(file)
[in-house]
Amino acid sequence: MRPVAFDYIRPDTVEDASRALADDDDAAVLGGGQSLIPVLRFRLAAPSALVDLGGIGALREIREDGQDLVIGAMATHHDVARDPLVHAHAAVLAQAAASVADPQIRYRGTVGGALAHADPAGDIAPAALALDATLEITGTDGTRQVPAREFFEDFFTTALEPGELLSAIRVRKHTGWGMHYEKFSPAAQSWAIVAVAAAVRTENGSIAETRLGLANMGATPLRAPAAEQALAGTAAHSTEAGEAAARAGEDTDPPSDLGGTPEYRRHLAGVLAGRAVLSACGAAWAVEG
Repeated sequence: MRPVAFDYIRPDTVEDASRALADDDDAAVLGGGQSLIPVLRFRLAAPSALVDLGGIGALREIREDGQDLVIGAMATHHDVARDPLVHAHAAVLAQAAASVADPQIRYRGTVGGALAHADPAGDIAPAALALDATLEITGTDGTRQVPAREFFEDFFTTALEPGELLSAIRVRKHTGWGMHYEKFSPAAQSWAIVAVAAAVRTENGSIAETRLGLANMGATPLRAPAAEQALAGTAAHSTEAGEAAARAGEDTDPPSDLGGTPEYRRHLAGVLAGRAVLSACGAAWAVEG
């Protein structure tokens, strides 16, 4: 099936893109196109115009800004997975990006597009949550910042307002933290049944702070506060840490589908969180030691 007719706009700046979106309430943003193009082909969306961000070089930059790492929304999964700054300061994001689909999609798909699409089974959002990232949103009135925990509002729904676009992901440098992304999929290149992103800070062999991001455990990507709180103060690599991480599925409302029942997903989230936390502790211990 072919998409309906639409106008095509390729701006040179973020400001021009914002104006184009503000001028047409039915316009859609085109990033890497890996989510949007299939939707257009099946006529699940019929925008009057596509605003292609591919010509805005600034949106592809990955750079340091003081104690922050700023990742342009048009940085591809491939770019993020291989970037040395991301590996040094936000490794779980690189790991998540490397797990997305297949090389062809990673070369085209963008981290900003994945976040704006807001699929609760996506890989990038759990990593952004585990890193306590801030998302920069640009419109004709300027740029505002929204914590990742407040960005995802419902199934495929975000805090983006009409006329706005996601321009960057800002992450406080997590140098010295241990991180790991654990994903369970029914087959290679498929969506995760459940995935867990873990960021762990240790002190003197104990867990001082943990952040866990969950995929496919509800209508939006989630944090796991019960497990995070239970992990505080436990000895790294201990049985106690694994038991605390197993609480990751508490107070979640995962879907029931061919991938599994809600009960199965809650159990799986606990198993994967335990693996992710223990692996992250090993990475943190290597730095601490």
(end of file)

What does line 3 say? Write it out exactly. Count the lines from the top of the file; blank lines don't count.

Repeated sequence: MRPVAFDYIRPDTVEDASRALADDDDAAVLGGGQSLIPVLRFRLAAPSALVDLGGIGALREIREDGQDLVIGAMATHHDVARDPLVHAHAAVLAQAAASVADPQIRYRGTVGGALAHADPAGDIAPAALALDATLEITGTDGTRQVPAREFFEDFFTTALEPGELLSAIRVRKHTGWGMHYEKFSPAAQSWAIVAVAAAVRTENGSIAETRLGLANMGATPLRAPAAEQALAGTAAHSTEAGEAAARAGEDTDPPSDLGGTPEYRRHLAGVLAGRAVLSACGAAWAVEG